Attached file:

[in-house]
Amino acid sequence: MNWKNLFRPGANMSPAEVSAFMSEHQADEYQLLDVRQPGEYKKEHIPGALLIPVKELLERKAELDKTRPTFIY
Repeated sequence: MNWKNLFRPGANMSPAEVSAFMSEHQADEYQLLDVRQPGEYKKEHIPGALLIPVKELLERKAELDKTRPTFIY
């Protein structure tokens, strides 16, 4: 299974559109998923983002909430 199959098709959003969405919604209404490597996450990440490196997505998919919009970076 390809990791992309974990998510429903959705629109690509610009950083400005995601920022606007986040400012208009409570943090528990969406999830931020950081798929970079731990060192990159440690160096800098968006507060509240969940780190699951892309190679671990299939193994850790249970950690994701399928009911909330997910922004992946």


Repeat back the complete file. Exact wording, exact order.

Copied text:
[in-house]
Amino acid sequence: MNWKNLFRPGANMSPAEVSAFMSEHQADEYQLLDVRQPGEYKKEHIPGALLIPVKELLERKAELDKTRPTFIY
Repeated sequence: MNWKNLFRPGANMSPAEVSAFMSEHQADEYQLLDVRQPGEYKKEHIPGALLIPVKELLERKAELDKTRPTFIY
């Protein structure tokens, strides 16, 4: 299974559109998923983002909430 199959098709959003969405919604209404490597996450990440490196997505998919919009970076 390809990791992309974990998510429903959705629109690509610009950083400005995601920022606007986040400012208009409570943090528990969406999830931020950081798929970079731990060192990159440690160096800098968006507060509240969940780190699951892309190679671990299939193994850790249970950690994701399928009911909330997910922004992946």